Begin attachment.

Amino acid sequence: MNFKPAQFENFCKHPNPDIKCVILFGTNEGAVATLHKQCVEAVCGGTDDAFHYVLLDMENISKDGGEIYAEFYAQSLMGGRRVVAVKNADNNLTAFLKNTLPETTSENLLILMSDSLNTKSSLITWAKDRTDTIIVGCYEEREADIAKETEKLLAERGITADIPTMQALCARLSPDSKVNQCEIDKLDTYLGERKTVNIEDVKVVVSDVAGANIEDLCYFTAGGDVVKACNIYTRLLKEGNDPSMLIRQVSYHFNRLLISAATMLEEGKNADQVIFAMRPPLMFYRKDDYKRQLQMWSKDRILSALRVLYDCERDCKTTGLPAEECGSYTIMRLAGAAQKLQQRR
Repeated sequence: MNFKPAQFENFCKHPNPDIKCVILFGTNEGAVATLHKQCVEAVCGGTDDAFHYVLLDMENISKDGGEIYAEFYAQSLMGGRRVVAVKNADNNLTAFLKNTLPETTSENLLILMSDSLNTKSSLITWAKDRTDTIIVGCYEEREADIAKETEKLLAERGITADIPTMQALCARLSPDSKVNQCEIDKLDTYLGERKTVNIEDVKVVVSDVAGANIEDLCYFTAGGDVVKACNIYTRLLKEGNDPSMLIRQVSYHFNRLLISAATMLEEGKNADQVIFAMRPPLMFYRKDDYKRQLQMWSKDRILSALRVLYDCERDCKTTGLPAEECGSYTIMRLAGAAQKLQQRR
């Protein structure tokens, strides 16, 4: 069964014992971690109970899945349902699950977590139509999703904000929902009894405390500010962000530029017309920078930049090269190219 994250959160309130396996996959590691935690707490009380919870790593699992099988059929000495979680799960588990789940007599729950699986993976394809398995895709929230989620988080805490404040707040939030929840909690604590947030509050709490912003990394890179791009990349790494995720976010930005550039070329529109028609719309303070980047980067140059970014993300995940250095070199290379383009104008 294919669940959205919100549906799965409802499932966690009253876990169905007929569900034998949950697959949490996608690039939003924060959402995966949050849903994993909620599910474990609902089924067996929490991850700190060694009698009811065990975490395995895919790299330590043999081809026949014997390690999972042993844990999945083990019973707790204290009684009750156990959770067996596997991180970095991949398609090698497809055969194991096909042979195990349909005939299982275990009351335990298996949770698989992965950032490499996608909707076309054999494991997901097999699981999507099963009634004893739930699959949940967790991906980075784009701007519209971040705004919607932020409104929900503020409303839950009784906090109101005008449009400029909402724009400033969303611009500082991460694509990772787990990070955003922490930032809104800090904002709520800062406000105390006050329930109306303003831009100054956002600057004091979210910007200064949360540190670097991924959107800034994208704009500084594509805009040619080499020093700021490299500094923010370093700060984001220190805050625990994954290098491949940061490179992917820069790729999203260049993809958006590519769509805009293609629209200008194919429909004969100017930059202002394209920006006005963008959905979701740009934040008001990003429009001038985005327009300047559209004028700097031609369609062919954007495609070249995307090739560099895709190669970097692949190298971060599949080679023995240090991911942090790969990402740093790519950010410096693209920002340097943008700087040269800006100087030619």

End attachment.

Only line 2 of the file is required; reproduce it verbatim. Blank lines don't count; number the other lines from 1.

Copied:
Repeated sequence: MNFKPAQFENFCKHPNPDIKCVILFGTNEGAVATLHKQCVEAVCGGTDDAFHYVLLDMENISKDGGEIYAEFYAQSLMGGRRVVAVKNADNNLTAFLKNTLPETTSENLLILMSDSLNTKSSLITWAKDRTDTIIVGCYEEREADIAKETEKLLAERGITADIPTMQALCARLSPDSKVNQCEIDKLDTYLGERKTVNIEDVKVVVSDVAGANIEDLCYFTAGGDVVKACNIYTRLLKEGNDPSMLIRQVSYHFNRLLISAATMLEEGKNADQVIFAMRPPLMFYRKDDYKRQLQMWSKDRILSALRVLYDCERDCKTTGLPAEECGSYTIMRLAGAAQKLQQRR